The United States says the P5+1 group of world powers and Iran have a “credible chance” to strike a comprehensive nuclear deal in the coming months.
“Overall, our assessment remains that we have a credible chance to reach a deal,” Deputy Secretary of State Tony Blinken told the Senate Foreign Relations Committee on Wednesday.
He also stressed that a possible agreement would be “in the best interests of America’s security, as well as that of our allies and partners.”
Iran and the P5+1 group – the US, France, Britain, Russia, China and Germany – are in talks to work out a final deal aimed at ending the longstanding standoff over the Islamic Republic’s nuclear program.
Blinken added that the two sides would conclude the major elements of a deal by the end of March and the technical details by June.
The comments came a day after US President Barack Obama threatened that he would use his veto power to thwart any bill that would place additional sanctions on Iran over its nuclear program.
New sanctions passed by this Congress, at this moment in time, will all but guarantee that diplomacy fails,” Obama said during a Tuesday speech before a joint session of the House of Representatives and Senate, adding , “That is why I will veto any new sanctions bill that threatens to undo this progress.”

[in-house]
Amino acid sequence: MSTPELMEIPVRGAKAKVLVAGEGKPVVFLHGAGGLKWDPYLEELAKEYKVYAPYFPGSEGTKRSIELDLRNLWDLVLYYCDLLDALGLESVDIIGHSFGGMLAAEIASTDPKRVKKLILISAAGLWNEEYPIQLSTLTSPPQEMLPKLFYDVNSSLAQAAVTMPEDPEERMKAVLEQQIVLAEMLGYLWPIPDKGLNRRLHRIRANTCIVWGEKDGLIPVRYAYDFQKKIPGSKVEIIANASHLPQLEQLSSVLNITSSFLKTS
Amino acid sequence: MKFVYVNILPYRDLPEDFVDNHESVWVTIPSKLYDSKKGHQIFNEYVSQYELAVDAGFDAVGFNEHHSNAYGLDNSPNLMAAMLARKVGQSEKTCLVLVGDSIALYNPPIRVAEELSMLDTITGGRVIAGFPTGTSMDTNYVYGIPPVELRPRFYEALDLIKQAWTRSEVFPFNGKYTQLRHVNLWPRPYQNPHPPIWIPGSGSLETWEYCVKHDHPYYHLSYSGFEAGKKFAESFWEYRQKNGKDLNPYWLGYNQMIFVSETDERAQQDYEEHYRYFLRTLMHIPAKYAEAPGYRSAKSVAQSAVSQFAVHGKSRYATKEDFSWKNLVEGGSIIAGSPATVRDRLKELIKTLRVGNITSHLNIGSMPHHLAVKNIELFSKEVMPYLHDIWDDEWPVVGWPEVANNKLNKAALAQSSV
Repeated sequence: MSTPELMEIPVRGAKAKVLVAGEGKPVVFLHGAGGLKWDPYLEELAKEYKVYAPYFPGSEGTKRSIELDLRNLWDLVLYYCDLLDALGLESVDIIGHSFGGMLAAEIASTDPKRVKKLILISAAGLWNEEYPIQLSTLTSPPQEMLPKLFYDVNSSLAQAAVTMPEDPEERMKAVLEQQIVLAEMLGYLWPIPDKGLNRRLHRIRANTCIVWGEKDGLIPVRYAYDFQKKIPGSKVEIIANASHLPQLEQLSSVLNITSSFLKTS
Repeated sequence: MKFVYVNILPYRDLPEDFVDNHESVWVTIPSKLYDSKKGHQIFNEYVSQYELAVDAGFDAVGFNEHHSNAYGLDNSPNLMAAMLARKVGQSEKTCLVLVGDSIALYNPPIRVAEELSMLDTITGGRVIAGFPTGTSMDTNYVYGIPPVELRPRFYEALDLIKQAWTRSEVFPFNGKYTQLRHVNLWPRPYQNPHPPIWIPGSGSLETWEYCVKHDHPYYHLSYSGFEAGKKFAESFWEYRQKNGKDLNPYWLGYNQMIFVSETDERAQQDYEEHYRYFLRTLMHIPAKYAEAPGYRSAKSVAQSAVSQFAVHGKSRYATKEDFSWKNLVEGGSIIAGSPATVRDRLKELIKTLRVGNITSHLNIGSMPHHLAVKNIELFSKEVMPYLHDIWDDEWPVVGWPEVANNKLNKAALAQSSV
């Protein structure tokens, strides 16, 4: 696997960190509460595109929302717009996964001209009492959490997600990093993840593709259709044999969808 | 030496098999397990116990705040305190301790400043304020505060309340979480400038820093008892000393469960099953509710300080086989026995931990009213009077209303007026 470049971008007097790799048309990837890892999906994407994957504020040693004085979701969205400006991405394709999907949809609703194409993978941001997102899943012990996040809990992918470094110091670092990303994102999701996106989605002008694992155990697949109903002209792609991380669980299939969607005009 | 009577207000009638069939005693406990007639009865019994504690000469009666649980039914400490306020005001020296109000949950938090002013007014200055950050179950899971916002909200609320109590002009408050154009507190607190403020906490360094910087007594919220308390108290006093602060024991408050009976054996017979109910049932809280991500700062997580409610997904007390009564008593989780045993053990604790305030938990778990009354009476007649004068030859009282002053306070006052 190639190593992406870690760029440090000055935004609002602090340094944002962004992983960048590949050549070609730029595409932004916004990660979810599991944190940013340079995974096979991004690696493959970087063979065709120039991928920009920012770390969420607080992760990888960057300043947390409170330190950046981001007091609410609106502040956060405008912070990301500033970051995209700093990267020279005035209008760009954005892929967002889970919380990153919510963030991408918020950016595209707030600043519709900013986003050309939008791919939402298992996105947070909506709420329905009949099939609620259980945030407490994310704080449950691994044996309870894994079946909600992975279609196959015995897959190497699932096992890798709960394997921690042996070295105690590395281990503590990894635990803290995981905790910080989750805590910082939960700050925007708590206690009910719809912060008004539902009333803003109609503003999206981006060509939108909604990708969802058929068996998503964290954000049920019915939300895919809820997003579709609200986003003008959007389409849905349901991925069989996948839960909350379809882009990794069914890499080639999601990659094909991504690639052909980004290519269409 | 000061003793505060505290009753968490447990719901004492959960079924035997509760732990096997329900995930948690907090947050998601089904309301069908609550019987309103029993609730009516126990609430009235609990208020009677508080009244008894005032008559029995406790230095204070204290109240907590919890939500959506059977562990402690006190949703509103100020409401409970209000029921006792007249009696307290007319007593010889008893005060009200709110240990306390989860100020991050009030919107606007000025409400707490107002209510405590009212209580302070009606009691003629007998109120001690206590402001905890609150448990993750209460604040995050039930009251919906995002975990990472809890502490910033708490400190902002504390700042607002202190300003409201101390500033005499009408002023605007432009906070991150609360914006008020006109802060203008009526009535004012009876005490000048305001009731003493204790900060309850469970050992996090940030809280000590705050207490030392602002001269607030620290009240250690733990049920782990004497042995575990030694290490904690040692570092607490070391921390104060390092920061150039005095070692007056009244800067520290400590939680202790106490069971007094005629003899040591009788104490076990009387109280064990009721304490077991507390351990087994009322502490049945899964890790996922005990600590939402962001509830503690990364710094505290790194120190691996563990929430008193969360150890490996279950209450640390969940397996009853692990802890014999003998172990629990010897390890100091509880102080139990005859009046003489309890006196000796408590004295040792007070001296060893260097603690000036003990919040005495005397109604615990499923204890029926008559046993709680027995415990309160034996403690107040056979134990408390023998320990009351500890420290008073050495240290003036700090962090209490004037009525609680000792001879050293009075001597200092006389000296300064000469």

Obama said that Iran and the P5+1 have a chance to reach a comprehensive agreement by this spring.
Obama warned that any new hostile move against Iran would “alienate” the United States from its allies and ensure that “Iran starts up its nuclear program again.”
The White House and Congress remain divided over Iran, with a bipartisan group of senators pushing a new round of sanctions against Tehran.
Political directors of Iran and the P5+1 states wrapped up their talks in Geneva, Switzerland, on Sunday.
The latest talks included lengthy meetings between Iranian Foreign Minister Mohammad Javad Zarif and US Secretary of State John Kerry in Geneva and Paris.
This was the second round of discussions since Tehran and the six world powers failed to work out a permanent nuclear deal by last November’s deadline despite making some progress.
The two sides decided to extend their talks for seven more months until July 1, with the interim deal they had signed in Geneva in November 2013 remaining in place.
Tehran and the six countries now seek to reach a high-level political agreement by March 1 and to confirm the full technical details of the agreement by July 1.
The scale of Iran’s uranium enrichment and the timetable for the lifting of anti-Iran sanctions are seen as major sticking points in the ongoing negotiations.
By Press TV
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